On day four we passed through Claysville, North Jefferson City, Wainwright, Tebbetts, Mokane, Steedman, Portland, Bluffton, Rhineland and McKittrick. Steve rode with Debbie's niece, Jessie Knott to catch up with us in Tebbetts where we all had a nice lunch in the local grocery store. A deli counter offered a wide variety of deli sandwiches made up to order. Tables were set up in the front windows for the cyclist to rest their weary behinds while enjoying a good lunch. The group of lady cyclists were there having lunch, too.
We had a bed and breakfast booked in McKittrick and were about 30 minutes from there when the owners called and cancelled on us! It was 5:30 in the evening and other bed and breakfasts we contacted didn't take people at the last minute. We were fortunate to find a small motel in nearby Hermann where we had a very clean and comfortable room. Hermann is an old town full of antique and gift shops. We waited around the next morning wanting to take in some of the shops but only found one open by 10 a.m. The trail called so we ditched shopping plans to get back on our bikes.
We rode through Treloar, Peers, Marthasville, Dutzow, Matson and Augusta on day five. At Marthasville we had the best steak burger we had ever sunk our teeth into at a local pub. On our way back to the trail we stopped at a historic site of a log cabin that was a replica of those found in the area in the early 1800s. We both had our cameras on tripods and were snapping photos right and left when a local police car pulled into the park and came racing up to us in what seemed like too big of a hurry. We were expecting be hauled off to the local pokey for trespassing or something. We both were pretty speechless until he rolled down his window and asked what kind of cameras were were using! He was a photo buff, too. Whew. He sure gave us a fright!
On our way to our room – a hotel in Washington – we stopped by the burial site of Daniel Boone. Steve enjoyed this historical sight, being an American history buff. It was sad to read the news story posted there that the large bronze plate from the historical marker had been stolen this past June and melted down and sold. They caught the young man, though. The plaque had been erected in 1915.
On the last day we woke to a foggy morning. By the time we started down the trail it was beginning to burn off but hung eerily among the tree-canopied path. We had six days of gorgeous weather for this trip. One day rain stayed ahead of us and although we rode on a short bit of wet path, we never were rained on. The temps were in the mid to upper 80s and beautiful.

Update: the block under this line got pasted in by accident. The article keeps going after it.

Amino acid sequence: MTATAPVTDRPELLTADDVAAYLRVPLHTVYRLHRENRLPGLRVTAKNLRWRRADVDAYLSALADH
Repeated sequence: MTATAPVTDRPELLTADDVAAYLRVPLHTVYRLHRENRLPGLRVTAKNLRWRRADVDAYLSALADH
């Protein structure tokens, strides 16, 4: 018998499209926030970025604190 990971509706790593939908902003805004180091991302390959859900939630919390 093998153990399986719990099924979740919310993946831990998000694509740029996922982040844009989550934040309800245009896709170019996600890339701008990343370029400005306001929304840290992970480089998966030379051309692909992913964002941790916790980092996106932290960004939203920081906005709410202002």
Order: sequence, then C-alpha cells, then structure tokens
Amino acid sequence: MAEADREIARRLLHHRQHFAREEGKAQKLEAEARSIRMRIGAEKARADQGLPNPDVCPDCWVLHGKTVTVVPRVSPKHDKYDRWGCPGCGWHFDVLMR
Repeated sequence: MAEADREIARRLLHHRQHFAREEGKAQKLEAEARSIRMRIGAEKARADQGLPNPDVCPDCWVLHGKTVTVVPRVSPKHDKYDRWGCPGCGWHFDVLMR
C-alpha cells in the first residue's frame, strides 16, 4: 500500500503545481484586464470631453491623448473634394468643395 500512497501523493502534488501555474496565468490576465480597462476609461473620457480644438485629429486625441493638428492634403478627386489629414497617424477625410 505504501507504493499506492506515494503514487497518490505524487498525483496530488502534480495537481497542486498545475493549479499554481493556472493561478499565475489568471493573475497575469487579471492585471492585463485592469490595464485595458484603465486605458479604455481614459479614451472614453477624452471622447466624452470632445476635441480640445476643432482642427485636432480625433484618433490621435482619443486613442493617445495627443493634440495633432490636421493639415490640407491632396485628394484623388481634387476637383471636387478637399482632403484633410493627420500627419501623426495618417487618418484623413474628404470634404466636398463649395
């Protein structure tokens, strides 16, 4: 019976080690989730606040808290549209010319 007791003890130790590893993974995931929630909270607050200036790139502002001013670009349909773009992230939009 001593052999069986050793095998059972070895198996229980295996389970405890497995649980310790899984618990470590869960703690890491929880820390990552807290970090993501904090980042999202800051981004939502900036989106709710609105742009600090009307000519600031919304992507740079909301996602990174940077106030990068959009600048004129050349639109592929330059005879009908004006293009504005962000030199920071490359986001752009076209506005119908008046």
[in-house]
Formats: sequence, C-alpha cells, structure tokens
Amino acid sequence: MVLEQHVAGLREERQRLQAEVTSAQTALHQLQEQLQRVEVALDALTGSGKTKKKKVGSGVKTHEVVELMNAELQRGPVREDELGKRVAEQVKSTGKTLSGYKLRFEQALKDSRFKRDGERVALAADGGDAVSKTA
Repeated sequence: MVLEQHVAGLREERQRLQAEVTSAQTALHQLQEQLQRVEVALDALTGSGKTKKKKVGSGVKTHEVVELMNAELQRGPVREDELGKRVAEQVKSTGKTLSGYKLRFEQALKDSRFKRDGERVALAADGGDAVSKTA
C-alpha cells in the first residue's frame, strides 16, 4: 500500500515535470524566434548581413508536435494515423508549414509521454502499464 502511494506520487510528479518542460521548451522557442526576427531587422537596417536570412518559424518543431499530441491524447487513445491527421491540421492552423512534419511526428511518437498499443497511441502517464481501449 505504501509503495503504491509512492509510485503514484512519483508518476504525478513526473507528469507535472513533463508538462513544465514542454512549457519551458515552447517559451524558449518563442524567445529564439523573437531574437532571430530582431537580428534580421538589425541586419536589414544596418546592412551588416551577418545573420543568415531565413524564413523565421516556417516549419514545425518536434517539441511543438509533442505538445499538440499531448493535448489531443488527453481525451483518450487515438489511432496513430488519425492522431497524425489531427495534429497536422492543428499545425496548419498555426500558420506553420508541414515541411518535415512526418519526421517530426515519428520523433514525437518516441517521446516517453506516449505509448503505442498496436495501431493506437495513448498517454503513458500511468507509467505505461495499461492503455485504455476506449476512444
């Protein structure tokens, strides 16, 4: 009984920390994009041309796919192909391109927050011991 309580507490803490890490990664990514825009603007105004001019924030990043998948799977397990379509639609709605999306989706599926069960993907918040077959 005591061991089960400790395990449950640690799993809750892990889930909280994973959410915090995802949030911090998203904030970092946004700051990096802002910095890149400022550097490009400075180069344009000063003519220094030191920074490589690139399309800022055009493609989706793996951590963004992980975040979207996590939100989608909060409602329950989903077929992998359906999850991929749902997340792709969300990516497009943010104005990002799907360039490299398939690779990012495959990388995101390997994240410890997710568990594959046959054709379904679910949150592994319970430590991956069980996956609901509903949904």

It was now day six and we had 26 miles to complete our trail. Reality began to sink in – as well as the bike seat! – that the ride we had anxiously anticipated for so long was now almost over. We rode a little slower trying to savor every last mile.
About 12:30 we rode into St. Charles. Our husbands stretched a red ribbon and a "finish" sign across the path for us to ride through. After several more "end of the ride" photos we loaded our bikes one last time onto the car. We enjoyed lunch in an outdoor cafe in the historic downtown St. Charles, took in a little shopping and then headed to the ferry across the Mississippi at Grafton. Due to the the excess rain earlier this month, the ferry had to take a detour and the 10 minute ride took about 25 minutes to reach Grafton. The late afternoon sun was bright and warm and we all enjoyed standing on the ferry as it slowly made it's way across the river. It seemed to be a perfect relaxing way to end our fabulous week of biking and great weather. We spent that night with Debbie Woefel in Grafton before heading back to Vermilion County the next morning.
I have had the privilege to bike ride the I&M Canal path in Northern Illinois, the Monon Rails to Trails in Indianapolis, the Michelson Rails-to-trails in South Dakota and even a 20 mile ride back into the Alaskan mountains at the foot of a glacier. But spending six days on 225-miles of the Katy will be hard to beat for such a feeling of accomplishment. I don't know if I will ever get the chance to do it again, but if I do, my seat and I will be ready to go!